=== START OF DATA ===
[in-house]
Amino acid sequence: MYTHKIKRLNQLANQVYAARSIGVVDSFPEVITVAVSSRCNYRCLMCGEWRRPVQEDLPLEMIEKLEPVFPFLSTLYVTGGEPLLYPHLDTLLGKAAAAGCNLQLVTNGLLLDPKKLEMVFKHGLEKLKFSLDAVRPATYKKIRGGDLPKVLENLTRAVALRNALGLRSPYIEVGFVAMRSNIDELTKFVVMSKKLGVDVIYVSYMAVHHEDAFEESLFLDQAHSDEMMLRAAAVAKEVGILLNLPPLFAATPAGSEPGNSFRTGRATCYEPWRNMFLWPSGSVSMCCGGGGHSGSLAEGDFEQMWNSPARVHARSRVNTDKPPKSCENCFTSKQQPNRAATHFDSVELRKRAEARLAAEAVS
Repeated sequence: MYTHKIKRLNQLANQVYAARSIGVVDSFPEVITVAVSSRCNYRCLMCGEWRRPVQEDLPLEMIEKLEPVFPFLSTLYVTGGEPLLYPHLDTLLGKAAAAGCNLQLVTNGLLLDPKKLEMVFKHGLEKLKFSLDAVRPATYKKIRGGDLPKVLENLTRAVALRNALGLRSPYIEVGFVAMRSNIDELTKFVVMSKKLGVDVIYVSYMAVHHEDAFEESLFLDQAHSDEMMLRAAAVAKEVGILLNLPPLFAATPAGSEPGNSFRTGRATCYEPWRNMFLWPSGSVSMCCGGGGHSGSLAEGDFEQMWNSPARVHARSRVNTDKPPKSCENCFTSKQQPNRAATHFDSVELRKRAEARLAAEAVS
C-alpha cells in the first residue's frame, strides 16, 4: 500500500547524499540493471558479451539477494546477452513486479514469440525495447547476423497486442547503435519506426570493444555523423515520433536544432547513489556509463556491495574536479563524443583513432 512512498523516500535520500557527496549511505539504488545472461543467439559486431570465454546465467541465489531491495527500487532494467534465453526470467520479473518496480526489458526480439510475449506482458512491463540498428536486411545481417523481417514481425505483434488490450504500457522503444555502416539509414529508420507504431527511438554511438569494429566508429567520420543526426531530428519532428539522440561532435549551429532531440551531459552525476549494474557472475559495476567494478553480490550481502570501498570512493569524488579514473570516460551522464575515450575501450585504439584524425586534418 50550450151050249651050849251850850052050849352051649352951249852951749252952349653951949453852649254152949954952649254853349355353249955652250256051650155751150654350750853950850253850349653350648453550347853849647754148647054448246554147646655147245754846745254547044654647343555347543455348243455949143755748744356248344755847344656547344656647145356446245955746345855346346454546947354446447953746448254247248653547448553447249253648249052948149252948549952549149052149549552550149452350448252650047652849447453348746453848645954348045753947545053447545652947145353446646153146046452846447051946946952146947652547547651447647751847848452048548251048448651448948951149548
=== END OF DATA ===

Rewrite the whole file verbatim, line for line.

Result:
[in-house]
Amino acid sequence: MYTHKIKRLNQLANQVYAARSIGVVDSFPEVITVAVSSRCNYRCLMCGEWRRPVQEDLPLEMIEKLEPVFPFLSTLYVTGGEPLLYPHLDTLLGKAAAAGCNLQLVTNGLLLDPKKLEMVFKHGLEKLKFSLDAVRPATYKKIRGGDLPKVLENLTRAVALRNALGLRSPYIEVGFVAMRSNIDELTKFVVMSKKLGVDVIYVSYMAVHHEDAFEESLFLDQAHSDEMMLRAAAVAKEVGILLNLPPLFAATPAGSEPGNSFRTGRATCYEPWRNMFLWPSGSVSMCCGGGGHSGSLAEGDFEQMWNSPARVHARSRVNTDKPPKSCENCFTSKQQPNRAATHFDSVELRKRAEARLAAEAVS
Repeated sequence: MYTHKIKRLNQLANQVYAARSIGVVDSFPEVITVAVSSRCNYRCLMCGEWRRPVQEDLPLEMIEKLEPVFPFLSTLYVTGGEPLLYPHLDTLLGKAAAAGCNLQLVTNGLLLDPKKLEMVFKHGLEKLKFSLDAVRPATYKKIRGGDLPKVLENLTRAVALRNALGLRSPYIEVGFVAMRSNIDELTKFVVMSKKLGVDVIYVSYMAVHHEDAFEESLFLDQAHSDEMMLRAAAVAKEVGILLNLPPLFAATPAGSEPGNSFRTGRATCYEPWRNMFLWPSGSVSMCCGGGGHSGSLAEGDFEQMWNSPARVHARSRVNTDKPPKSCENCFTSKQQPNRAATHFDSVELRKRAEARLAAEAVS
C-alpha cells in the first residue's frame, strides 16, 4: 500500500547524499540493471558479451539477494546477452513486479514469440525495447547476423497486442547503435519506426570493444555523423515520433536544432547513489556509463556491495574536479563524443583513432 512512498523516500535520500557527496549511505539504488545472461543467439559486431570465454546465467541465489531491495527500487532494467534465453526470467520479473518496480526489458526480439510475449506482458512491463540498428536486411545481417523481417514481425505483434488490450504500457522503444555502416539509414529508420507504431527511438554511438569494429566508429567520420543526426531530428519532428539522440561532435549551429532531440551531459552525476549494474557472475559495476567494478553480490550481502570501498570512493569524488579514473570516460551522464575515450575501450585504439584524425586534418 50550450151050249651050849251850850052050849352051649352951249852951749252952349653951949453852649254152949954952649254853349355353249955652250256051650155751150654350750853950850253850349653350648453550347853849647754148647054448246554147646655147245754846745254547044654647343555347543455348243455949143755748744356248344755847344656547344656647145356446245955746345855346346454546947354446447953746448254247248653547448553447249253648249052948149252948549952549149052149549552550149452350448252650047652849447453348746453848645954348045753947545053447545652947145353446646153146046452846447051946946952146947652547547651447647751847848452048548251048448651448948951149548